RE: Psi and Science Fiction

John Holmes (
Fri, 6 Aug 1999 10:21:16 -0700

I'm not sure this is entirely accurate. I believe there was one experimental observation that could not be explained by Newtonian gravity: Le Verrier in 1859 saw that the perihelion of Mercury advanced by 38" / century more than Newtonian gravitation would predict. Later they discovered that it was really 43" per century, but the point is that it could not be explained by Newton's law and was widely known. It is not what led Einstein to develop GR, but it was one of the more influential pieces of his puzzle and when an early paper he wrote predicted this effect (based on incorrect field equations, but in such a way that they did not come into play in this particular calculation) I'm sure he felt more confident in his progress.


-----Original Message-----

From: [] 
Sent:	Friday, August 06, 1999 8:12 AM
Subject:	Re: Psi and Science Fiction

Bryan Moss, <>, writes:
> Eliezer S. Yudkowsky wrote:
> > Actually, from what I've read, Einstein came up with the General Theory
> > of Relativity completely out of the blue, based on no experimental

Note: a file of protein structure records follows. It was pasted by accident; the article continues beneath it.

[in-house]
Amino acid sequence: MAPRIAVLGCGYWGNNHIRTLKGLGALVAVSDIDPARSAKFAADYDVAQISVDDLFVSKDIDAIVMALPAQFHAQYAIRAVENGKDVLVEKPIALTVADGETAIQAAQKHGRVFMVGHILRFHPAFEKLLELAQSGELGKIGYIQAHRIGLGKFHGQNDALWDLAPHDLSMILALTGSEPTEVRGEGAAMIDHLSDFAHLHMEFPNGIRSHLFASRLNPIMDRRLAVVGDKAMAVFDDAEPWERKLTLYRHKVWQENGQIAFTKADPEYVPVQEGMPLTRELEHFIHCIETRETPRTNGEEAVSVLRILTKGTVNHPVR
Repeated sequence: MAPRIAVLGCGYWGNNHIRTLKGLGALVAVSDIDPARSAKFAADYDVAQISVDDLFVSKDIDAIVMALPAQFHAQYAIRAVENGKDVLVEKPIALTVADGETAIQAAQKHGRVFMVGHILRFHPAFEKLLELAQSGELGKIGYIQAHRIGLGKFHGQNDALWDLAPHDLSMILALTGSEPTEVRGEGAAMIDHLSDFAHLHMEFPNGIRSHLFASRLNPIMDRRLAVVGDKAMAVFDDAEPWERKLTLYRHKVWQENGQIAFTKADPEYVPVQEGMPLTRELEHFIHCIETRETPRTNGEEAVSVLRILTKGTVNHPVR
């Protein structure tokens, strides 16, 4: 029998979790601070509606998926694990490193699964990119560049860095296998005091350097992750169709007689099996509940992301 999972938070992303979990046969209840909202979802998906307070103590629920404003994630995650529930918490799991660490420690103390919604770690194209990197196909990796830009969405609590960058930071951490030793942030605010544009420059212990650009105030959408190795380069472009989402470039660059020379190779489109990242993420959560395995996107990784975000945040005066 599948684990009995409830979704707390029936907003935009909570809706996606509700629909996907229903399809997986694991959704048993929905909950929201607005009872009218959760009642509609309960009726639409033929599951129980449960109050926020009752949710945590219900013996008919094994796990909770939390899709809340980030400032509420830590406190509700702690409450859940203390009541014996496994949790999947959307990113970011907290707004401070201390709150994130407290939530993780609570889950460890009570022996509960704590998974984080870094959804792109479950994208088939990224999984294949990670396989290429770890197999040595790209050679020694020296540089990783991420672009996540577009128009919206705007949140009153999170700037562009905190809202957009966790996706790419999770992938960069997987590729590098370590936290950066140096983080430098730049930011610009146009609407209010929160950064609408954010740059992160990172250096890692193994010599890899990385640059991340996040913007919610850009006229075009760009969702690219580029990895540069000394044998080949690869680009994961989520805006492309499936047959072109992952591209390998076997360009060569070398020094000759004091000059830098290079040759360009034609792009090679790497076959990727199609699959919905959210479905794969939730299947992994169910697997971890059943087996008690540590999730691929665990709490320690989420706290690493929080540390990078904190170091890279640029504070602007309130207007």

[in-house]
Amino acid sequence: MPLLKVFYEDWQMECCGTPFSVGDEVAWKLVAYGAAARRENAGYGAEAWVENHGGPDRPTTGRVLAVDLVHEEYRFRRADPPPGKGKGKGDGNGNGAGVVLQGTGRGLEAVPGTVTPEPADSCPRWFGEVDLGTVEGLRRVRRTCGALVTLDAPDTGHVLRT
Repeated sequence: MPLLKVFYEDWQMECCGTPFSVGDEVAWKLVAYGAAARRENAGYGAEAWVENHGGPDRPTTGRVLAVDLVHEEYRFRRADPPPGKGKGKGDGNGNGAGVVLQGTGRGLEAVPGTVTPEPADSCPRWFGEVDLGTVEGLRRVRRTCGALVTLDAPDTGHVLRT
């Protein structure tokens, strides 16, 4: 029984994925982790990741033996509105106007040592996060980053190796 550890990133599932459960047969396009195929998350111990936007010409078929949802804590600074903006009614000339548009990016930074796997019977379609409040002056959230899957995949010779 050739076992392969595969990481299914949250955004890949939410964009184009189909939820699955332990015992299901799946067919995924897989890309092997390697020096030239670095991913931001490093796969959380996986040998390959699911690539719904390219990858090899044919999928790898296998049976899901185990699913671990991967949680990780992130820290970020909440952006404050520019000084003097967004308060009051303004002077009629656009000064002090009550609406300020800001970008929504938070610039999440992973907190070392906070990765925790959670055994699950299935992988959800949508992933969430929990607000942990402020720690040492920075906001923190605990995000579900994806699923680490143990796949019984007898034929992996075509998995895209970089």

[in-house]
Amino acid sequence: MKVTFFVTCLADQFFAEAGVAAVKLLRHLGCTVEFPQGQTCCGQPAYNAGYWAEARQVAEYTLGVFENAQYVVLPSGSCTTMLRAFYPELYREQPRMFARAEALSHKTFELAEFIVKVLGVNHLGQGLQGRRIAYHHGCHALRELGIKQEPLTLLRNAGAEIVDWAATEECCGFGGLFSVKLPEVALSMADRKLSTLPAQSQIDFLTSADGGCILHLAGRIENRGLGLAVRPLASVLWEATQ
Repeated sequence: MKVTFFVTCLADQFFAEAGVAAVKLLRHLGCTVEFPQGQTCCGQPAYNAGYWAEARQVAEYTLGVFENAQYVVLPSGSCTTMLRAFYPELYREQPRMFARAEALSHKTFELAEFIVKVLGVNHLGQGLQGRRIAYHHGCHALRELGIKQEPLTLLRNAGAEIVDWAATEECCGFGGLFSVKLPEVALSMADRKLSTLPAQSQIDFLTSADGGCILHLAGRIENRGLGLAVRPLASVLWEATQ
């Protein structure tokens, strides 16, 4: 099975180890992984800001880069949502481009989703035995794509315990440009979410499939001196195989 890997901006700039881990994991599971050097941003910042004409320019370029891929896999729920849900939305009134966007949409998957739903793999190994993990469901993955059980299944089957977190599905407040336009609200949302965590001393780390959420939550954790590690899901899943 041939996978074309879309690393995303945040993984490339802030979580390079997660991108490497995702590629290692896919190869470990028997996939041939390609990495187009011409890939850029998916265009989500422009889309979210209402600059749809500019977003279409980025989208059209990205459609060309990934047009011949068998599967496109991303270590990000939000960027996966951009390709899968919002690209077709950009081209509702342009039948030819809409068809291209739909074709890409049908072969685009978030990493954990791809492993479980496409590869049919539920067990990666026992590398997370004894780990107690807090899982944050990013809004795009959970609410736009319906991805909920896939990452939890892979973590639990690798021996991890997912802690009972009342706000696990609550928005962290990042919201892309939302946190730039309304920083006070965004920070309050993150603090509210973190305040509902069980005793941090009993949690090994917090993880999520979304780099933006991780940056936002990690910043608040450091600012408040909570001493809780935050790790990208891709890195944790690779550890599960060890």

> > evidence whatsoever. I find this to be the single most impressive
> > mental feat of all time.
> Previous to Relativity there had been experiments to show that the speed
> light could be absolute and that time dilation could be necessary to
> some inconsistencies in electromagnetism. In fact Relativity was
> answer to the apparent time dilation necessary in electromagnetism (there
> had been papers on the concept of relativity but apparently Einstein
> read them). Later Minkowski created the concept of spacetime. Einstein
> came up with the idea of spacetine curvature while investigating tidal
> gravity. Not exactly 'out of the blue' but still very impressive.

I think what Eliezer means is that there was no experimental evidence showing any problems with Newtonian gravitation. However it is clear that Newtonian gravity is incompatible with special relativity, since it requires instantaneous action at a distance. If you try to patch it up with "lagged gravity" (where you are attracted to where the object was at the speed-of-light time in the past) you get unstable orbits. It was an attempt to come up with a theory of gravity that is consistent with special relativity that led, after enormous difficulty, to general relativity. This then turned out to make some predictions that were slightly different from Newtonian gravity, and to everyone's amazement they were confirmed, turning Einstein into a superstar.